Alebrije can be seen everywhere in the streets of Mexico (Source: Carlows)
The Art Representing Mexico
The colorful, adorable and a little quirky statues with a variety of animal images can be seen everywhere in Mexico. If you have watched the animation film from Pixar, "Coco", you should be impressed by the bright-colored beast Pepita, which has wings and looks like a tiger. The figure of Pepita comes from Mexico’s most representative folk art, Alebrijes.
Pepita and the Alebrijes in the film Coco
The creation of the Mexican fantasy creature is to combine multiple animal forms, and to include three of the four natural elements, "earth, water, fire, and wind". For example, the lion represents the earth element, and the bird or feather is the wind element. The protruding eyes or the elongated snake tongue represents the fire element, and the fins or the raised spine is the water element. The combinations change and the figures are painted with bright colors and totems, which make them very eye-catching.
Paper Alebrije with natural elements (Source: Pedro Linares)
Mexican Alebrijes are famous for their multi-colored, splendid painting. (Source: EL UNIVERSA)
The Images that came from Dreams
The story of Mexican Alebrijes starts from the town of Oaxaca, Mexico in the 1930s. Pedro Linares, a Piñata artist once was sick and had a fever. In his sickbed, he dreamed of himself wandering in a strange forest. He saw green big trees, rocky mountain walls, drifting clouds in the sky, and all kinds of strange creatures -- donkeys with butterfly wings, roosters with horns, colorful eagle- headed tigers, etc. They all said the word "Alebrijes" to Linares. After recovering, Linares turned the dream images into artworks and named them " Alebrijes".
Pedro Linares turned his dream into reality (Source: FahrenheitMagazine)
At first, no one was interested in the Alebrijes made by Linares. These beasts were too terrifying in appearance. He modified them with gorgeous colors, trying to make them less fearful. One day, a gallery owner from southern Mexico discovered his work, which later caught the eyes of the famous contemporary Mexican artists Frida Kahlo and Diego Rivera. They incorporated the elements of Alebrijes into their works, and gradually helped increase popularity of Alebrijes. In 1975, British film producer Judith Bronowski made a documentary film about Linares. Alebrijes became well-known to the world because of it.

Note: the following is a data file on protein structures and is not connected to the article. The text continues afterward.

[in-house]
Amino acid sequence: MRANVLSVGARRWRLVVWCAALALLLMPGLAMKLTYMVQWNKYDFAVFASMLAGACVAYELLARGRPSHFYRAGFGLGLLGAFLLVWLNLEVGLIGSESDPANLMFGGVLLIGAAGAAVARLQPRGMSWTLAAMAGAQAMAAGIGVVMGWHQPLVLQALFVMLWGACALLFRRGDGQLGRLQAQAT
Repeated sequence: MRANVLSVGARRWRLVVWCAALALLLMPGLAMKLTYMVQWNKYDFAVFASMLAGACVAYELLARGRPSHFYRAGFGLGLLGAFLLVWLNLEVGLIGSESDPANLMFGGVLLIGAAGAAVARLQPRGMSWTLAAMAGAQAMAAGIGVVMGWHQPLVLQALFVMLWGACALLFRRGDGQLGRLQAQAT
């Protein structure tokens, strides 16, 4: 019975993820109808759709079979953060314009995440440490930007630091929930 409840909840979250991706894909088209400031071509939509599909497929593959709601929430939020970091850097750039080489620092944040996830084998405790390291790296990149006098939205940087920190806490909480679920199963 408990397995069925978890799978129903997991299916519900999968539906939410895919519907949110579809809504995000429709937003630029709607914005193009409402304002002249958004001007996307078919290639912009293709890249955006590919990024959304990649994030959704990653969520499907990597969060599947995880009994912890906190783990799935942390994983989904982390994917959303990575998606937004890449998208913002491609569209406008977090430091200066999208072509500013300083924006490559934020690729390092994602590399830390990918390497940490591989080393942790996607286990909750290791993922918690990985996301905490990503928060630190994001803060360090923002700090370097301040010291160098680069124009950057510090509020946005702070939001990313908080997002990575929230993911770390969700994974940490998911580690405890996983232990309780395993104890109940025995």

Alebrijes were originally paper sculptures. The sculptor Manuel Jiménez, also from Oaxaca, worked together with Linares to combine the sacred beasts with traditional woodcarving techniques. The perfect match was made, and nowadays woodcarving works of Alebrijes are commonly seen.
Oaxaca, the Cultural Center in Mexico
Oaxaca City in southern Mexico, is not only the cradle of Alebrijes, but also the wood carvings and other artistic creations later inspired by Alebrijes. The city is an important cultural art center. Oaxaca city streets are lined up with colorful houses on both sides. Multiple colors sprinkled here and there, as if God overturned the palette from above the city. Oaxaca is surrounded by high mountains and has been isolated from other parts of Mexico for a long time, and so it preserves many traditional cultures and colonial styles.
Under the influence of artistic culture, Oaxaca’s craftsmen and handicrafts are especially famous, including paper carvings, wood carvings or metal jewelry crafts. It is a mixture of Indian and Spanish cultures, and it also attracts many creative people. It is listed as a world cultural heritage by the UNESCO for such uniqueness. No wonder the city can breed the world-renowned Alebrijes.
Building from the Spanish colonization (Source: El_Viajante)
The colorful Oaxaca houses (Source: Pedro Rodríguez)
Cultural Economy in Mexico
The Alebrijes are a blend of Mexican passion and boldness. In addition to traditional sculptures, many artists combine Alebrije to ornaments, drawings, and installation art. There are even parades in the name of Alebrijes attracting a large number of Mexicans and foreigners, leading to many cultural and tourism activities. Mexicans have been proud of the Alebrijes and cherished them as cultural assets.
The annual Alebrije parade is a tourists highlight (Source: Adn40)